The evaporator 1 comprises a number of flat fluid flow tubes 41 extending parallel to each other and each composed of a pair of core plates 4 joined at their peripheral edges. The fluid flow tubes 41 have on their upper end inlet tanks 42 for uniformly distributing a fluid or refrigerant into fluid flow passes 41a (FIG. 2) defined in the respective fluid flow tubes 41 and outlet tanks (not shown) for collecting the refrigerant that has passed through the fluid flow passes 41a. Each of the core plates 4 is pressed or otherwise machined from a sheet member comprising a lightweight core sheet of metal such as aluminum or brass which is a good thermal conductor, the core sheet being clad on both surfaces with a brazing material.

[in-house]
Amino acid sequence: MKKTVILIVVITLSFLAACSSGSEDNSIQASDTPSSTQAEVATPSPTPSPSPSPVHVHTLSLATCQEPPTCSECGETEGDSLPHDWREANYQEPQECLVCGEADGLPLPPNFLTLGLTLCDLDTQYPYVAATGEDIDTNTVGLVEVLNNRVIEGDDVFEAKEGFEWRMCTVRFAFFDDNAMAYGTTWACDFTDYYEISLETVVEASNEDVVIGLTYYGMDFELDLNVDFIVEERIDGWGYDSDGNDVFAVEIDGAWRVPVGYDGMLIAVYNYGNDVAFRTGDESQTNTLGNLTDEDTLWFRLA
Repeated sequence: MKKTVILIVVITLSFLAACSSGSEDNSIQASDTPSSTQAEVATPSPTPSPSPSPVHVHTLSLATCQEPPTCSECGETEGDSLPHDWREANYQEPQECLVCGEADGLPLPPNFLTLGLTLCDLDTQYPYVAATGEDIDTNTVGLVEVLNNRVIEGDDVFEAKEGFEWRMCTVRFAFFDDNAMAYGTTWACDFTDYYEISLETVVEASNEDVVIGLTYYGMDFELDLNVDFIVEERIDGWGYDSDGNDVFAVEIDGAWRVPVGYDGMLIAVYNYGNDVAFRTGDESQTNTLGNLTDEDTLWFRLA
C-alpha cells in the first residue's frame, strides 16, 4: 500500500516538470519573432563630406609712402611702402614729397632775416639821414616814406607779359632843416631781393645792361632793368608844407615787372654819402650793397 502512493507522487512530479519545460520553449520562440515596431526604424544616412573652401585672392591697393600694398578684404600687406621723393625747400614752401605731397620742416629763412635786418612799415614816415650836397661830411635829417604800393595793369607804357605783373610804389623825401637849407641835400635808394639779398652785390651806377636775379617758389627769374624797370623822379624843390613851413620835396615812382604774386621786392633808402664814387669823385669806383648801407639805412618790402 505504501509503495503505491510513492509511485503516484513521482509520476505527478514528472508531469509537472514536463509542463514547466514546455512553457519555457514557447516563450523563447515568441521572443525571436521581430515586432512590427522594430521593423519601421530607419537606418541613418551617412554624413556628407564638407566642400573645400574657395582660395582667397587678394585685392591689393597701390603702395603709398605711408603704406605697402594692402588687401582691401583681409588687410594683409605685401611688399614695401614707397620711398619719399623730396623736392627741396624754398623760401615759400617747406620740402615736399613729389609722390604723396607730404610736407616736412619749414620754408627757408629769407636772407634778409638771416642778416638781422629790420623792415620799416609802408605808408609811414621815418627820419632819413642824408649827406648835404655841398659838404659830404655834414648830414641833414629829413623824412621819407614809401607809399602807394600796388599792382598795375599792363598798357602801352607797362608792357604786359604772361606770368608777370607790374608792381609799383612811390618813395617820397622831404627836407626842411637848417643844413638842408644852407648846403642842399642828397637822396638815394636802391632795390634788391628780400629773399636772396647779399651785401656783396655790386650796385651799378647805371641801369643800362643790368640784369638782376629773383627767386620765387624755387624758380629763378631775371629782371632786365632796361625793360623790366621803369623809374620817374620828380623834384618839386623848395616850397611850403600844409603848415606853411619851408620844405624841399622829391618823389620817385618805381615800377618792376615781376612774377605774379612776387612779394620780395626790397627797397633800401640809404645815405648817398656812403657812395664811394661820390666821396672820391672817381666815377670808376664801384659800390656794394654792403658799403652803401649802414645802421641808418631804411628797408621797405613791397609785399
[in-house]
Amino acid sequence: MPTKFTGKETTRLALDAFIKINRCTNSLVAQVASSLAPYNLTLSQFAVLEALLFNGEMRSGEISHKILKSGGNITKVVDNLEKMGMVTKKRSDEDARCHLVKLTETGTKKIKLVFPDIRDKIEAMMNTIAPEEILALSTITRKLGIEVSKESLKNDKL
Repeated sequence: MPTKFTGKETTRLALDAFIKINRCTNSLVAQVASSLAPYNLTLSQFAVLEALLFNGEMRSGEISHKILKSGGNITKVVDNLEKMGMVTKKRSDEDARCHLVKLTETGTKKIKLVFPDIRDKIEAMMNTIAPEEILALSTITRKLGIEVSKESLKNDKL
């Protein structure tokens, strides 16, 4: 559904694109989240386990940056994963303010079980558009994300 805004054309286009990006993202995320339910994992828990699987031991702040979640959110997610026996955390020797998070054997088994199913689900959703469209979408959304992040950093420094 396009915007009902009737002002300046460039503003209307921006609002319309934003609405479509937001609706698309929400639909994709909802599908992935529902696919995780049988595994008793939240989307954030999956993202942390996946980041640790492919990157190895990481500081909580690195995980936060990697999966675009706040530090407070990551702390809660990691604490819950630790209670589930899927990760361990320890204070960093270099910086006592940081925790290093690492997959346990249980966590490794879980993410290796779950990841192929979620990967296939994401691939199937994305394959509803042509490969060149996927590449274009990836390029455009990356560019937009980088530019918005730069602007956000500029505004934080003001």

As shown in FIG. 2, each core plate 4 is of an elongate configuration having an inlet/outlet hole 4a defined in one end thereof for connection to the inlet tank 42 and another inlet/outlet hole 4b defined in the same end in juxtaposed relation to the inlet/outlet hole 4a for connection to the outlet tank. The core plate 4 is brazed to the companion core plate 4 (not shown in FIG. 2) along a peripheral edge 4c. The core plate 4 has a central longitudinal partition 4d extending from the upper edge thereof and terminating short of the lower edge so that the fluid flow pass 41a is of a U-shaped configuration with its upper ends communicating with the inlet/outlet holes 4a, 4b. The core plate 4 has on its inner wall surface different groups 4f, 4g of ribs 4e extending obliquely to the longitidinal direction of the core plate 4, i.e., the direction of the fluid flow pass 41a. The ribs 4e of each of the two groups 4f are generally longer than the ribs 4e of each of the two groups 4g. The rib groups 4f, 4g alternate with each other in the transverse direction of the core plate 4. Two adjacent rib groups 4f, 4g are positioned on one side of the central partition 4d, whereas the other two adjacent rib groups 4f, 4g are located on the other side of the central partition 4d. On each side of the central partition 4d, a fluid flow passage 4h is defined between the rib groups 4f, 4g. The rib groups 4f, 4g are asymmetrical with respect to the central axis of the U-shaped fluid flow pass 41a. Therefore, the different lengths of the ribs 4e are asymmetrical with respect to the central axis of the U-shaped fluid flow pass 41a.